romanticizing travel


Traveling – not always yelling off of mountain tops…

“I had inadvertently brought myself with me to the island.” (By Alain de Botton in his book The Art of Travel.)

The Art of Travel is a sleepy kind of book, well-paced and thoughtful. The above quote really struck me, since the author was talking at the time of a trip to Barbados, in search of an escape from a miserable English winter, and how his idealization of the place was far from reality. Seeing glistening seas and waving palm trees in a picture usually fails to represent reality as far as vacationing is concerned.

More specifically, he talked about an argument he had with his partner, and how that conflict rendered the glory of the surroundings worthless. His point – no matter where you go, you will bring yourself with you, including all of your vices and emotional baggage, all problems and grievances, all tendencies to worry and think of other things, and all discontentment.

Travel is often glamorized by people who don’t live as a traveler. It has a romantic connotation and reputation, no doubt exacerbated by the glowing travel reports brought back by world roamers, and the paintings, pictures, and videos of lands far away. Not that those ideas or images are untrue. They are; but they are also only a small part of the whole. Artists, photographers, and writers don’t include mundane stories or images in their collections. It wouldn’t sell. No one wants to see more suburbs, more roads, more long lines at bus stations; but all those things are as inherent in travel as coconut milk and adventure.

I fell prey to this over-romanticizing too. I built it up in my mind as the most exciting way to live. To be a traveler meant always having adventures, always being on the move and being happy, looking just like those smiling jetsetters in pictures with hair a-blowing and luggage behind them. Never mind that pulling luggage anywhere automatically increases stress by about a thousand. Honestly, those pictures are a lie. A LIE. (I demand restitution.)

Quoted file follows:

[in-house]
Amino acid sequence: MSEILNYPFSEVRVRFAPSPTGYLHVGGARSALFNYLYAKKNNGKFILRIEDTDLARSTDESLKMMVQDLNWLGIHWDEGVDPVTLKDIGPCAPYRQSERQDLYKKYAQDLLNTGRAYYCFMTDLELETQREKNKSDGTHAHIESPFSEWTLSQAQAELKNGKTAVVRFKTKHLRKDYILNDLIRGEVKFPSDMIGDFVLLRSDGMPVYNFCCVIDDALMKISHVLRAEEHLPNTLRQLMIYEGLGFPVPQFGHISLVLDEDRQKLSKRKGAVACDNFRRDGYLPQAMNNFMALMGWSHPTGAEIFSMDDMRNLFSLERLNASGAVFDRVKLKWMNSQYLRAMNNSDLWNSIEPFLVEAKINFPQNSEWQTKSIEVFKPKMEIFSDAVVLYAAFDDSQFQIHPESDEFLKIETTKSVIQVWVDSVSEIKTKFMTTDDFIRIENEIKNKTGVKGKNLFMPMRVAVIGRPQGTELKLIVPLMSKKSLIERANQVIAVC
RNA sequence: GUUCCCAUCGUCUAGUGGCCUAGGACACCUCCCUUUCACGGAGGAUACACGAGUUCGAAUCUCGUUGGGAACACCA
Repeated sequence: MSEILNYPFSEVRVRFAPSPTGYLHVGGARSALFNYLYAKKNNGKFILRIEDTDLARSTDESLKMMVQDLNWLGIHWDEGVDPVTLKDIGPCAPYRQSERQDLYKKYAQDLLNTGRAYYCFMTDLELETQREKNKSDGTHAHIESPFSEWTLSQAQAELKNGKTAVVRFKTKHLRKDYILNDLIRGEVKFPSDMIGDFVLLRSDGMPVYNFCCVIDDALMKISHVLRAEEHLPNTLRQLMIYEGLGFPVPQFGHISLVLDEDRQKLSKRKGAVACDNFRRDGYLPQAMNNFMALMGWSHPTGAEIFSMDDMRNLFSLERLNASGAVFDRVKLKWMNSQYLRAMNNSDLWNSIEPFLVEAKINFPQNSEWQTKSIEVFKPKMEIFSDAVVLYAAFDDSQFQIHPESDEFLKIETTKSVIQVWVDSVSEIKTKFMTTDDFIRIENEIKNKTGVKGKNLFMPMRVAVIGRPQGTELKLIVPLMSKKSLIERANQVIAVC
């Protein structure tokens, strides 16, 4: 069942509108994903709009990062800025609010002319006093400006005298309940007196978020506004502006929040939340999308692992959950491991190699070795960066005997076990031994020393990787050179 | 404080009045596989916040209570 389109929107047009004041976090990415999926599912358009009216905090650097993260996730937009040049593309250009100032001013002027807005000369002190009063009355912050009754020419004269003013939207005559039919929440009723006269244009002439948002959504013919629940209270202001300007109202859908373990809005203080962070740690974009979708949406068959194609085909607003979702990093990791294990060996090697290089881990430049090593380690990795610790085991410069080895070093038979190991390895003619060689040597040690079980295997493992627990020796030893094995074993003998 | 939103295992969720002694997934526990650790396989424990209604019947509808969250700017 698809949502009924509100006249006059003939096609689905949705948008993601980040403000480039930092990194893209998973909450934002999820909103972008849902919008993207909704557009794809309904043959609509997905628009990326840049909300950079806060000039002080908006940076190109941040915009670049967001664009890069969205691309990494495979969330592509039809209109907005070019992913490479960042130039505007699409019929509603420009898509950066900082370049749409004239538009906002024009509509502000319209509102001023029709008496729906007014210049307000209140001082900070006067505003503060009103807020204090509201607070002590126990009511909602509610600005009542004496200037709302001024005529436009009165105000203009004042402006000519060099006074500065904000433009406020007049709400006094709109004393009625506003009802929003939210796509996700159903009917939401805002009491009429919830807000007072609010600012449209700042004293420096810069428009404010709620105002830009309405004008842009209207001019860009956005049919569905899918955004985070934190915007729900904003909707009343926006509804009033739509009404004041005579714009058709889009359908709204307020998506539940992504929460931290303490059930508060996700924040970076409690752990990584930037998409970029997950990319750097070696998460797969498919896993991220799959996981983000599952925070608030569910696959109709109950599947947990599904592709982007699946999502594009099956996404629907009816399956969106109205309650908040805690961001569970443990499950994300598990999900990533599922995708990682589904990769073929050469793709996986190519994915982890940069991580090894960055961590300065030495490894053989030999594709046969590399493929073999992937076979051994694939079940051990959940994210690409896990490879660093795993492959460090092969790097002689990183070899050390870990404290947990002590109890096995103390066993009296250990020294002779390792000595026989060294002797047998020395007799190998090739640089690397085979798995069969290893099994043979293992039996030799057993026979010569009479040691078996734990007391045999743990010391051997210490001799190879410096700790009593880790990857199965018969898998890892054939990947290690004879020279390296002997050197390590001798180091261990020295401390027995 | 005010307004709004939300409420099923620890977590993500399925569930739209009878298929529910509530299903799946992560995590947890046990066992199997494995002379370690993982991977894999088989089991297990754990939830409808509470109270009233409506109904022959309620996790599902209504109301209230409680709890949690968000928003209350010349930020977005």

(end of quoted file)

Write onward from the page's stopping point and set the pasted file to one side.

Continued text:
I digress. The point is, a lot of people, myself included, seem to see travel as an escape from an otherwise dissatisfying or unfulfilling life. Some people use it to escape problems with family or work. The trouble is, that while you can be physically removed from the source of the problem, eventually it will come back to haunt you. If you have emotional problems resulting from those situations, being somewhere else won’t make them magically disappear. You’ll still be depressed if you already were, you’ll still be angry or bitter or afraid or whatever. Running doesn’t solve anything. It’s the coward’s way.

Now, here’s what travel can do. It does provide a change, and for those stuck in a lackluster environment who are just plain bored, changing pace and getting out into the wider world can kick-start a better life. You might discover your calling overseas and change your whole future. Traveling broadens perspective; I know many people who were profoundly moved when they saw poverty in third-world countries. It helps you learn to appreciate other people, even those you left behind. I know for me, when I travel and move about, I tend to get the creative spark more often. I write better after seeing something new and exciting.

So be careful of expecting too much of travel and new places, and remember, you always bring yourself with you.


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